SAN JOSÉ STATE UNIVERSITY
Abba Lerner's Functional Finance
Abba Lerner articulated a fiscal strategy for the Federal Government which
traces Keynesian macroeconomic analysis to its logical conclusion. It is
presented here as one extreme of the debate concerning the surpluses and
deficits of a national government.
Functional finance takes the following positions:
Lerner also presents some arguments concerning the effects of taxes which
are not part of Functional Finance but are relevant.
The tax rate on the profits of investment should not affect the level of
investment if the costs of investment are tax deductible. The theory of
investment says an investment project will be undertaken if the net
present value of the after-tax cash flow is positive. The effect of the
profit tax is to reduce the net present value figure by the amount of the
tax but would not change a positive value to a negative value or vice versa.
Thus Lerner's position is that investment spending is insensitive to the
profit tax rate.
- The government should be concerned with balancing supply and demand at
full employment rather that balancing the budget. If aggregate demand at
full employment production falls short of the output at that level then the
government should take action to increase demand, by such maeasures as
cutting taxes, increasing government purchases or giving increased transfer
payments. Increasing government purchases could include undertaking
worthwhile public works projects such as building highways or improving
the public infrastructure. If aggregate demand exceeds aggregate supply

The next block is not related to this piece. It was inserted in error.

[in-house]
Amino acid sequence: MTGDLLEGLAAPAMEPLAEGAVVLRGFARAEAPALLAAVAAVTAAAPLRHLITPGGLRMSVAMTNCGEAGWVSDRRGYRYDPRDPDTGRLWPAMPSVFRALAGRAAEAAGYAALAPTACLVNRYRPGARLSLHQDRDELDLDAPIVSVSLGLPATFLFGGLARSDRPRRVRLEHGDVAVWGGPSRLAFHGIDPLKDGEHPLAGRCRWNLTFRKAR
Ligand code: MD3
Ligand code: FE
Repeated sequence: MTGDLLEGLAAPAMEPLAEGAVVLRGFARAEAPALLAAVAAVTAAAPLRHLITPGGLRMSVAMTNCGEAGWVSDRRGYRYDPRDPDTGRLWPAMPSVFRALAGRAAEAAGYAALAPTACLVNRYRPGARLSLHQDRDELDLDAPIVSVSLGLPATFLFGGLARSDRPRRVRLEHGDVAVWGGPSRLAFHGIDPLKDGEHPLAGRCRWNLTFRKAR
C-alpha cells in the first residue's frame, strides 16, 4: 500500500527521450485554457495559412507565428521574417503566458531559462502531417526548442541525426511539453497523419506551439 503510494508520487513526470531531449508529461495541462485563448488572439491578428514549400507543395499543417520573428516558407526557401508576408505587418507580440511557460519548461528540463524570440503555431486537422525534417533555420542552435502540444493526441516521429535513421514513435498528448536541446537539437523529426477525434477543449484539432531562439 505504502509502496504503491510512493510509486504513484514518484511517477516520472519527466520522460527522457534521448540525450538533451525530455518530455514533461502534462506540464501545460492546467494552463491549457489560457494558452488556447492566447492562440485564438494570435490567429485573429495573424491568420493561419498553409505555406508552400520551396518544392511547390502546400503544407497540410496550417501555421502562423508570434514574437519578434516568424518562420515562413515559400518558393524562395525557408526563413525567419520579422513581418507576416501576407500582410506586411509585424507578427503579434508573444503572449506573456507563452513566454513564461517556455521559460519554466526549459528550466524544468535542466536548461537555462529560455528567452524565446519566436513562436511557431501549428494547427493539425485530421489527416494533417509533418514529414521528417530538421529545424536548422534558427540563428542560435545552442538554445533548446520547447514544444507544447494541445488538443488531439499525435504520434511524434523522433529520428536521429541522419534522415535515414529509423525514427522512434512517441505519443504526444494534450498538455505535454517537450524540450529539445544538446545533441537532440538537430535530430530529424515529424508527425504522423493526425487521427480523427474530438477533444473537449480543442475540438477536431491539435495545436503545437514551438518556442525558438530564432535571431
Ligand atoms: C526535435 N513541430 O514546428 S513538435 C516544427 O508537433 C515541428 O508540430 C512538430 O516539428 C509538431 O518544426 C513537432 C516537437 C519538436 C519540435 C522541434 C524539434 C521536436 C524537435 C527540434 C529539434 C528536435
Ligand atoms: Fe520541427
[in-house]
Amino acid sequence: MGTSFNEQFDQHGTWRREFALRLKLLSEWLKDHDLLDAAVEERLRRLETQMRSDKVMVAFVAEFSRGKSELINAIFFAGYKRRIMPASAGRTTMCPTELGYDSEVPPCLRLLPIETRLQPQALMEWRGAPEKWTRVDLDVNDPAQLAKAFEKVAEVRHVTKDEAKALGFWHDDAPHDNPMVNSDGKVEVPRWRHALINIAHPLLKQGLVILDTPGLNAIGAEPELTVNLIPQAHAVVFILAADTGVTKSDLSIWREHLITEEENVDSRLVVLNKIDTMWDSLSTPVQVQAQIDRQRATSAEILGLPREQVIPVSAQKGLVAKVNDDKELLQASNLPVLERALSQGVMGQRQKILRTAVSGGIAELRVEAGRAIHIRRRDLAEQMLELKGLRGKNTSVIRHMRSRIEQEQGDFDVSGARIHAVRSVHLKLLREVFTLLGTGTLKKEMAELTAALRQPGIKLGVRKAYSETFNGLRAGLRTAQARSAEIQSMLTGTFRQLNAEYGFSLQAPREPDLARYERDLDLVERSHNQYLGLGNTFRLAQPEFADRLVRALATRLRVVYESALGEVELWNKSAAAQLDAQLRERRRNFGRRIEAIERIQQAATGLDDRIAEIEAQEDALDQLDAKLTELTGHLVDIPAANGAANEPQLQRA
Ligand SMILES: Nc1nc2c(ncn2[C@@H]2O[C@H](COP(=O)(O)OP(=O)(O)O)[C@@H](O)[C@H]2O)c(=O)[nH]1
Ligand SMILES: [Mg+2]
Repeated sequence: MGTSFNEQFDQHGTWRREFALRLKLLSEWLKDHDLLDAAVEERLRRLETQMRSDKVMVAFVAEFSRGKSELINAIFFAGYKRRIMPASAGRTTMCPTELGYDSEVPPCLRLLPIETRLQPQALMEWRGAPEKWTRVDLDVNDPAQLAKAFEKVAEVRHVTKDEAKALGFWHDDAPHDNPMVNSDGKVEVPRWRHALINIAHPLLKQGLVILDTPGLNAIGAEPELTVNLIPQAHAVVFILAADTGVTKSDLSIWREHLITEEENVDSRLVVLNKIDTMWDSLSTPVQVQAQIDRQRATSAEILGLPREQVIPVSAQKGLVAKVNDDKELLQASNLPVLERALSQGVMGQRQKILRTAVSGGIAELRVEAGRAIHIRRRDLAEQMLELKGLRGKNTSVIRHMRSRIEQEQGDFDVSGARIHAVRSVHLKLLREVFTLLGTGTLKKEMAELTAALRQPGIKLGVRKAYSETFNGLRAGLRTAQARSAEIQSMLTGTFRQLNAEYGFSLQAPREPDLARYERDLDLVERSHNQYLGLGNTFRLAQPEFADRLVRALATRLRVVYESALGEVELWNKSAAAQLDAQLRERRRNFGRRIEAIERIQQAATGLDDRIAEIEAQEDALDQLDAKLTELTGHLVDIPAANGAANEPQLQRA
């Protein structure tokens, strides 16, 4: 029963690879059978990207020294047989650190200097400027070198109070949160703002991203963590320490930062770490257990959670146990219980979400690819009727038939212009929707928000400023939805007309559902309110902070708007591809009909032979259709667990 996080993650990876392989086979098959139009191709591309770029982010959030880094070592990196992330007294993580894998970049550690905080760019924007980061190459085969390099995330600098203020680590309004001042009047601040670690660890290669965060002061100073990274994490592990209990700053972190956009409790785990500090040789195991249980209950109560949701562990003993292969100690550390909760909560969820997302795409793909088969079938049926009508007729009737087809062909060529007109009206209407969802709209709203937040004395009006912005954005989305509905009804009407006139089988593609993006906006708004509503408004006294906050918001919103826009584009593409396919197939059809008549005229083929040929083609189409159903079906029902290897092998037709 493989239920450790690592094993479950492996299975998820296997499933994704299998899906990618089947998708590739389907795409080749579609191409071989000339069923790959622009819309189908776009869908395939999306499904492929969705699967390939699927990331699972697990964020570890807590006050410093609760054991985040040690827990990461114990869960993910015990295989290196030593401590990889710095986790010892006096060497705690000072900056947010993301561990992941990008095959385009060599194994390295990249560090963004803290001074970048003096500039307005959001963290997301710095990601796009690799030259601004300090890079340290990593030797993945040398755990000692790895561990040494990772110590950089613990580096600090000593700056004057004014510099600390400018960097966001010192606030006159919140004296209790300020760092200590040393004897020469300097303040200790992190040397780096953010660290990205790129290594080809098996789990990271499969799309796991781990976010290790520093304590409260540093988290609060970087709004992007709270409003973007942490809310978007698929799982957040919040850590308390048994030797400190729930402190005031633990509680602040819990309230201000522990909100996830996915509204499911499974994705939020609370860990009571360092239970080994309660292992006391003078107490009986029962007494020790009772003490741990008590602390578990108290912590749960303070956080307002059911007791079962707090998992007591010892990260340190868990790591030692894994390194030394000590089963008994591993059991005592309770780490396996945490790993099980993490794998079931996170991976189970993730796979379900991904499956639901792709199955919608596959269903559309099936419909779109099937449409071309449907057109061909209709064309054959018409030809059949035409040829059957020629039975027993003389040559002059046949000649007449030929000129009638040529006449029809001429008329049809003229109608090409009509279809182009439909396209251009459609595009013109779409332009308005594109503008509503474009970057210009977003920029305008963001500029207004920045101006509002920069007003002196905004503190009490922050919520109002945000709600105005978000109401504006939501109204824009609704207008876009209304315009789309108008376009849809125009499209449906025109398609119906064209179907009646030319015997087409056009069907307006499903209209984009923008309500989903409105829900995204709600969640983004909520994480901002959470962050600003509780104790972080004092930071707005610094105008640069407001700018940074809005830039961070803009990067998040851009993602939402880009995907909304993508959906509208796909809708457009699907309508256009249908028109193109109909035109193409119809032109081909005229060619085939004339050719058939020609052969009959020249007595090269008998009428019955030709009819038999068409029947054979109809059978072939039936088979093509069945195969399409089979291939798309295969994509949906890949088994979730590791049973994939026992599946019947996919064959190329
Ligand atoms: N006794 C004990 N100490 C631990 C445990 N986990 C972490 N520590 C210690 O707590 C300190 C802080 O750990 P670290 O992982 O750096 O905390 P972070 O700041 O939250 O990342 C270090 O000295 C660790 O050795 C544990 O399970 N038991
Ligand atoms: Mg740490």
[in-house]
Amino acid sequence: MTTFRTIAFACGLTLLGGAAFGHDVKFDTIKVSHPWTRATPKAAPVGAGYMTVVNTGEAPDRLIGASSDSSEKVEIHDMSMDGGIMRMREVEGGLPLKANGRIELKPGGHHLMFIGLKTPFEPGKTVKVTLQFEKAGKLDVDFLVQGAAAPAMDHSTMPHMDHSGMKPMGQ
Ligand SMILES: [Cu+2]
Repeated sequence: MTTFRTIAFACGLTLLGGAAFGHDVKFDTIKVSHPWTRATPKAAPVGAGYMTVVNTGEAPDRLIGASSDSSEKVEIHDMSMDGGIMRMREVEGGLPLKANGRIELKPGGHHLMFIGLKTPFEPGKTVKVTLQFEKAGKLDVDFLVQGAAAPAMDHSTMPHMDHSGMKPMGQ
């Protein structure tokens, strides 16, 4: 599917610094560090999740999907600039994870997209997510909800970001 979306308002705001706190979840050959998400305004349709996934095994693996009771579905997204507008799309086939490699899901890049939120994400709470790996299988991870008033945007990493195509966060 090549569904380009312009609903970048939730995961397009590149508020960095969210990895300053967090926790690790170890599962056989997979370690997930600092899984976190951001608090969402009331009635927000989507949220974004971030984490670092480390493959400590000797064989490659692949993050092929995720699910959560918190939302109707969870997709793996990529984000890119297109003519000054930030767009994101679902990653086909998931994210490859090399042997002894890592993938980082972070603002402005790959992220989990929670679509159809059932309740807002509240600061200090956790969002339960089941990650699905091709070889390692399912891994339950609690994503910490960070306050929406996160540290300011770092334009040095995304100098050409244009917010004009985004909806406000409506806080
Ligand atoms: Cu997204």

at full employment output the government should increase taxes or cutback
government purchases or transfer payments. The increase in tax in this
case is not to raise revenue but to decrease consumer demand by taking
away buying power from consumers.
- If the government needs funds to increase government purchases or
transfer payments it can raise it by borrowing through the sale of
government bonds or through the creation of money. The choice of how
much of the increased expenditure should be financed by borrowing versus
money creation is solely a question of balancing the supply of financial
assets with the public's demand for assets of various types.
So long as aggregate demand does not exceed aggregate supply there will be no inflationary
- So long as the public is willing to hold government debt there is no
economic problem with the national debt.
Lerner believes that there is a multiplier effect from changes in
fiscal policy that does not have an offsetting change intended to
balance the budget. That is to say, if there is an increase in government
purchases without a corresponding increase in taxes the increase in
GDP will be a multiple of the increase in government purchases. If taxes
are increased at the same time government purchases are increased the
stimulus to demand caused by the increase in government purchases will be
largely offset by the decrease in consumer purchases due to the increased
taxes. Measures to stimulate demand are thus accompanied by an increase
in the government deficit (or decrease in the surplus).
Lerner notes that the payment of interest on the national debt is taxable.
Thus when the government pays out $100 billion in interest a significant
share of that comes back in terms of income taxes, say $30 billion. Thus
it is reasonable to use the net aftertax interest payment in any calculation
of the budget balance rather than the gross payment of interest.
Abba Lerner's Functional Finance generally evokes fear from fiscal
conservatives and never was accepted even among Keynesian economists.
Remarkably the one time that it came closest to being implemented was with
the Reagan Administration. While the rhetoric of supplyside economics was
promoted the fiscal policy in practice had a remarkable similarity to
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